In Our Hearts
Less than 20% of those diagnosed with a brain tumour survive beyond five years
The diagnosis of a brain tumour is devastating for the patient, their family and friends.
For these people life will never be the same again.
These very brave people will remain in our hearts for ever and it is because of them that we are fighting to find a cure so that no other family should have to suffer in the same way.
We thought of you with love today, but that is nothing new.
We thought about you yesterday, and days before that too.
You are forever in our hearts.
In 2008 Tom had a fit while we were staying with friends in Suffolk. At first his doctors thought he might have suffered a stroke, but an MRI scan showed a tumour in the left temporal lobe of his brain – the area responsible for speech and language. There had been no previous symptoms to alert us.
An operation to remove the tumour revealed it was malignant, fast growing and incurable, a grade-four glioblastoma multiforme. Because of its location, we were told that Tom’s ability to read, write or speak could likely be impaired. Being able to communicate well was of upmost importance to him, his use of language was always deft, focused and pointed. As he said, “The getting of things exactly right with words, refined and compacted, is my job of many years standing. It is my pride.”
Yet Tom continued to work. His writing for the Independent kept going until late September 2010. An extended article, When Words Failed Me, appeared in The Observer in November that year. Considering the progress of the disease and the complex, exhausting implications of the treatment, it was incredible that he continued to write, let alone write well. Readers of his column could not have known how ill he was.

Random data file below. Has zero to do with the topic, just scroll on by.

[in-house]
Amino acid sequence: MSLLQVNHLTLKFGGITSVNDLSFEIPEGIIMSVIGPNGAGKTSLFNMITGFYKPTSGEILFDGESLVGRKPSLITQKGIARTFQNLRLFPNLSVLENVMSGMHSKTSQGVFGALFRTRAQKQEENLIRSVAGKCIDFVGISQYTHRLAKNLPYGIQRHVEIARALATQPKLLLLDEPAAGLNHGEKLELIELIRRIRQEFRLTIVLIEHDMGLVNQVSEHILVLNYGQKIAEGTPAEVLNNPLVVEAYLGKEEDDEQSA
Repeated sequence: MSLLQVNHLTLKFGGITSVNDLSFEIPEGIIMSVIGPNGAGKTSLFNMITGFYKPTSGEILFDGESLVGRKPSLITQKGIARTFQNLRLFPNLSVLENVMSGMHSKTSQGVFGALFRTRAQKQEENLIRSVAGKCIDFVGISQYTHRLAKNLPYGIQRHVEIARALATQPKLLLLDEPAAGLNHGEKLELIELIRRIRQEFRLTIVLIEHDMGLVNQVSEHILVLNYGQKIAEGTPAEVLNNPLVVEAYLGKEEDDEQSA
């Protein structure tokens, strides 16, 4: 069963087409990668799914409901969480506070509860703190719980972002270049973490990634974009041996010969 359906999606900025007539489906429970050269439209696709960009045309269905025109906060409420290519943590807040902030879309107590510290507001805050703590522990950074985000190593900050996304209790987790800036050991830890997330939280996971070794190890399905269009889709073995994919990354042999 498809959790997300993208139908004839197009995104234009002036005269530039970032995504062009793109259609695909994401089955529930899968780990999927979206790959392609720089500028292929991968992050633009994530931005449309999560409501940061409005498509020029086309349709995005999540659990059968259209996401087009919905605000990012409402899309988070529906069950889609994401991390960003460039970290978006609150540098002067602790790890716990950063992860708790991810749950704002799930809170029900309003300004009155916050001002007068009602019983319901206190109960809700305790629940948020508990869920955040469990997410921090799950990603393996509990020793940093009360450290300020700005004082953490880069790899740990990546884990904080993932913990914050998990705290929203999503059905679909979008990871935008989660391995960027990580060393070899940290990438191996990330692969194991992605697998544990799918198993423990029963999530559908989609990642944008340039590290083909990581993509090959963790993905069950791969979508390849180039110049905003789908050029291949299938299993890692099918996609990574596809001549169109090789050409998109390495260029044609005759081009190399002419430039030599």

Sometime in late 2009 I started to write myself: short paragraphs, late at night. It was a way of externalizing the many things that were being given to us to see and do. Writing gave me an area over which to have control. This work grew into a book. The Iceberg isn’t simply a book about death; it is about life and life going on. Tom called it an adventure of being and dying.
Eugene was just learning to talk as Tom’s language started to fail him. He was eighteen months old. Tom had two surgeries, three rounds of chemotherapy and one blast of radiotherapy. None of these remotely promised a cure but bought us much-needed time. As Tom noted, “Something in my head is hurrying to kill me.” All his treatment was on the NHS and for this we remain profoundly grateful. His care, on the whole was amazing, but it was immediately clear to us that treatment options for glioblastoma are shockingly limited. Tumours that originate in the brain have different attributes from cancers elsewhere. Much more needs to be known about them, what causes them, how they develop and how specifically to tackle them.